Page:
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9/11 Commission Leader Says Jan. 6 Capitol Riot Panel May Be Too Partisan To Succeed

Former New Jersey Gov. Thomas Kean, who co-chaired the 9/11 Commission, testifies in 2011 in Washington, D.C.
Former New Jersey Gov. Thomas Kean, who co-chaired the 9/11 Commission, testifies in 2011 in Washington, D.C.

Updated July 27, 2021 at 4:03 PM ET

A partisan Congress will be incapable of completing a successful investigation into the Jan. 6 Capitol riot, says former New Jersey Gov. Thomas Kean, who co-chaired the 9/11 Commission. He tells NPR that such an inquiry, which held its first hearing on Tuesday, should be done by people who are not in politics.

"To do the kind of investigation that is required here and certainly the kind that was required on 9/11, you've got to make it your full-time occupation. You've got to be unworried about anything that's going to get in your way," Kean told NPR's Michel Martin in an interview on All Things Considered. "You can't let politics or anything else stand in the way."

Rep. Adam Kinzinger of Illinois and Rep. Liz Cheney of Wyoming are the only Republicans on the nine-member select House committee. House Speaker Nancy Pelosi decided to reject two of the five Republicans chosen for the panel by Minority Leader Kevin McCarthy. In response, McCarthy pulled all five of his GOP picks.

Kean, a Republican, says these kinds of political fights are the reason such an investigation should be led by people who no longer hold political office.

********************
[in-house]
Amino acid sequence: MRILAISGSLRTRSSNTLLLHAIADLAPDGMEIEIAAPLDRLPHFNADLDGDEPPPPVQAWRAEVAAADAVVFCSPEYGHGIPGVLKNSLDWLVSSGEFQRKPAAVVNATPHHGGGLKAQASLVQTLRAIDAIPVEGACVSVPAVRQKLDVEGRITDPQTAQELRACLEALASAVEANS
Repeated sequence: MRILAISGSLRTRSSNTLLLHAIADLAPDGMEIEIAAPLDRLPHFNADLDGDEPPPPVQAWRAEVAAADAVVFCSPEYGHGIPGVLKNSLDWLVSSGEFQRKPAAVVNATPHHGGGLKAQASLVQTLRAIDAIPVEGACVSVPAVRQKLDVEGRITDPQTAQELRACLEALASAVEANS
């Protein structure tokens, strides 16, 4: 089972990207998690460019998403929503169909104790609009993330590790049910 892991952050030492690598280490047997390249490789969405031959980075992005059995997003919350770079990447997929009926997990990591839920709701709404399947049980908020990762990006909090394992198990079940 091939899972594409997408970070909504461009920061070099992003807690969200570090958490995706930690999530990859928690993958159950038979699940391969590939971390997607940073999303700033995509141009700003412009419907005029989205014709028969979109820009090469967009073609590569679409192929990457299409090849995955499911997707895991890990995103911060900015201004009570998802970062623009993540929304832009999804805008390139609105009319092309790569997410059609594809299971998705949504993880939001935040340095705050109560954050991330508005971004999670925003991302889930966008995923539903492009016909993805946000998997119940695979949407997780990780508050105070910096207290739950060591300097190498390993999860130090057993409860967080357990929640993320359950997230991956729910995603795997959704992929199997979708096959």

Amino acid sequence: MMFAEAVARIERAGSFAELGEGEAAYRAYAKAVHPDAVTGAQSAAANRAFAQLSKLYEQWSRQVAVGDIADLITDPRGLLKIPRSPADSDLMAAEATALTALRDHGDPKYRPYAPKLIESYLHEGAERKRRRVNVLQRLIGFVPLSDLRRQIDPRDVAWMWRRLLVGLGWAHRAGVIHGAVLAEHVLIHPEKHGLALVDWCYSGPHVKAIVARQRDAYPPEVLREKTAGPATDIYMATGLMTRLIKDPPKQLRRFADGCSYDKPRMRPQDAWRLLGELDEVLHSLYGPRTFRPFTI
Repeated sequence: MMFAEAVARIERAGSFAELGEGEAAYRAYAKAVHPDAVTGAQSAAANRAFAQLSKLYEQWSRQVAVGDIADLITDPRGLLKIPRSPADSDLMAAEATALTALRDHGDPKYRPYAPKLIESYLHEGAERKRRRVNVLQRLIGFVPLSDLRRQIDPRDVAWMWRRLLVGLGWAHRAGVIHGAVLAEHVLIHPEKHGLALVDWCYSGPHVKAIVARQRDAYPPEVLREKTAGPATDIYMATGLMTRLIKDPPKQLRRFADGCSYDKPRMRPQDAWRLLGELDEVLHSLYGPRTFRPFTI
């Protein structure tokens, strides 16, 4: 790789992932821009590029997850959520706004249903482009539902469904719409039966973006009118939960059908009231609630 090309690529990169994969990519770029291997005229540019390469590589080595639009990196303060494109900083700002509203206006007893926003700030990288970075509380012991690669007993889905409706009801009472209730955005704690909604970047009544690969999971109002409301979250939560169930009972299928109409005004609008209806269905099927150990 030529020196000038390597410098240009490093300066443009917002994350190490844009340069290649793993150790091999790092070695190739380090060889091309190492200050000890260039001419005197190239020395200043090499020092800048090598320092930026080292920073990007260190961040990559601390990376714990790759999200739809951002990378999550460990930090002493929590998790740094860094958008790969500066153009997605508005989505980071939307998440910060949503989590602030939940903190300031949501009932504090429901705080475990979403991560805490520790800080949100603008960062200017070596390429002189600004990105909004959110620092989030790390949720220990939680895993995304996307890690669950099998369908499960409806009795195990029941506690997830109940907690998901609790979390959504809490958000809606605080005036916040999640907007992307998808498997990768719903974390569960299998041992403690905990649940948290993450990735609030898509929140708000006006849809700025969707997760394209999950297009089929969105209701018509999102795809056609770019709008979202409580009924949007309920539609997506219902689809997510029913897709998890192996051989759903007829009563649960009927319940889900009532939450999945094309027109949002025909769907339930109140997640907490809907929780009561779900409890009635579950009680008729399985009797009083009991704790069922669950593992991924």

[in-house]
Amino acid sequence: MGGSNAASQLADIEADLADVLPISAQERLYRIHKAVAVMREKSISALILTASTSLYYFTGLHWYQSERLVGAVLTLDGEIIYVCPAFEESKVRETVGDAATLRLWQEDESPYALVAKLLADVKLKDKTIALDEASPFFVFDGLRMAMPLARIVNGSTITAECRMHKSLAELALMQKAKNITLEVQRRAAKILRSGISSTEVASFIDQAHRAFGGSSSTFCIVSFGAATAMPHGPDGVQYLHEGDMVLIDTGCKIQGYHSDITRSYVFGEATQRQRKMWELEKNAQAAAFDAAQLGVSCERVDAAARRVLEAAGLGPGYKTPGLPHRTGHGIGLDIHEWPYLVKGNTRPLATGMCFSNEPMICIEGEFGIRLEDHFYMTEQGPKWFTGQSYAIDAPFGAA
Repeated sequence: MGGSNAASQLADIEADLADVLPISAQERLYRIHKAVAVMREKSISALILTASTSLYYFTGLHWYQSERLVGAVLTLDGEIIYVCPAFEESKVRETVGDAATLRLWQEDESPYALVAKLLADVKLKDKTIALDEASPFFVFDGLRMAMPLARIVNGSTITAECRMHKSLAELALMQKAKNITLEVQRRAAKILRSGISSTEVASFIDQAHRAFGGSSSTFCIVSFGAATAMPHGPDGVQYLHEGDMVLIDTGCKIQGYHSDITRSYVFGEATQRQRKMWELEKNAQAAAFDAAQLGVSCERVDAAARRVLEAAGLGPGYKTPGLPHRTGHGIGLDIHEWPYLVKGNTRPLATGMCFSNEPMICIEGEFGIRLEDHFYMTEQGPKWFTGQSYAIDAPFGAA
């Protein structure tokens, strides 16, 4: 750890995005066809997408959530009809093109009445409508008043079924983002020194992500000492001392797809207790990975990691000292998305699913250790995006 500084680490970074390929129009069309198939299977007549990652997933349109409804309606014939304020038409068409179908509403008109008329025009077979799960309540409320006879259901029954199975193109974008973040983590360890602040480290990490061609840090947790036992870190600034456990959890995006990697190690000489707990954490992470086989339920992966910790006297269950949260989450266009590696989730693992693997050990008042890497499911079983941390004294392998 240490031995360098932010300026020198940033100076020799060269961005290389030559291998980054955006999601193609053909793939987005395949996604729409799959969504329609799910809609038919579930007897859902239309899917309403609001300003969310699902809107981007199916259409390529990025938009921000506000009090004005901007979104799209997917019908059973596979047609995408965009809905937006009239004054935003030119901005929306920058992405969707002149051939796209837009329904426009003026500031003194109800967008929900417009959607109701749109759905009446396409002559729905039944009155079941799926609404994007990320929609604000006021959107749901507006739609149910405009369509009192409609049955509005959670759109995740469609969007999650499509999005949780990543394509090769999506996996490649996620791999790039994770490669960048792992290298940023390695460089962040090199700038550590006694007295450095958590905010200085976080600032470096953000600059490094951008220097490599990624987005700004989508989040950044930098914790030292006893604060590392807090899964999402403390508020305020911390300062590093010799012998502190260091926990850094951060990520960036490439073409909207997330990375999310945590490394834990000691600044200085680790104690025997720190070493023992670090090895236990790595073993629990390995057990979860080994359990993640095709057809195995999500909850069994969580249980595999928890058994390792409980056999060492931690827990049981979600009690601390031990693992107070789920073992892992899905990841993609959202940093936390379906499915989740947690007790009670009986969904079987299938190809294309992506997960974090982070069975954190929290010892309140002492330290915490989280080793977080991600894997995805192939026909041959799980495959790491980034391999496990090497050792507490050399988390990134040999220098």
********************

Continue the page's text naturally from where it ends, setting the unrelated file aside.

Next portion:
While the investigation into the Capitol riot is being compared unfavorably to the 9/11 Commission, the Sept. 11 panel faced similar roadblocks, including resistance to creating the panel altogether and stonewalling on the part of the George W. Bush White House.

Despite those obstacles, the commission completed its investigation, conducting more than 1,200 interviews and reviewing millions of documents the results of which were widely accepted by the American public.

Kean attributes the commission's success to the bipartisan approach he and its Democratic co-chair, former Rep. Lee Hamilton, agreed upon from the start.

"Once the rest of the commission saw that's the way we were going to proceed, and the Democrats got just as much say as the Republicans in deciding the important issues, they backed off and they saw that both Lee and I were going to be nonpartisan and the commission proceeded ahead," Kean said.

He said it may not be worth going through with the hearings into the Jan. 6 riots without the kind of bipartisan participation.

"There is no point in having an investigation if it's not going to be accepted by the people. ... I commend the speaker for trying, but I don't see how it's going to work," he said.

And while he doesn't know if the committee will be successful in its current iteration, Kean says a thorough investigation into the events of Jan. 6 is necessary.

"It's more and more difficult in this atmosphere we're in and so it's got to be done even more carefully, you've got to set up the mechanism right and most of all you've got to appoint the right people," he said.

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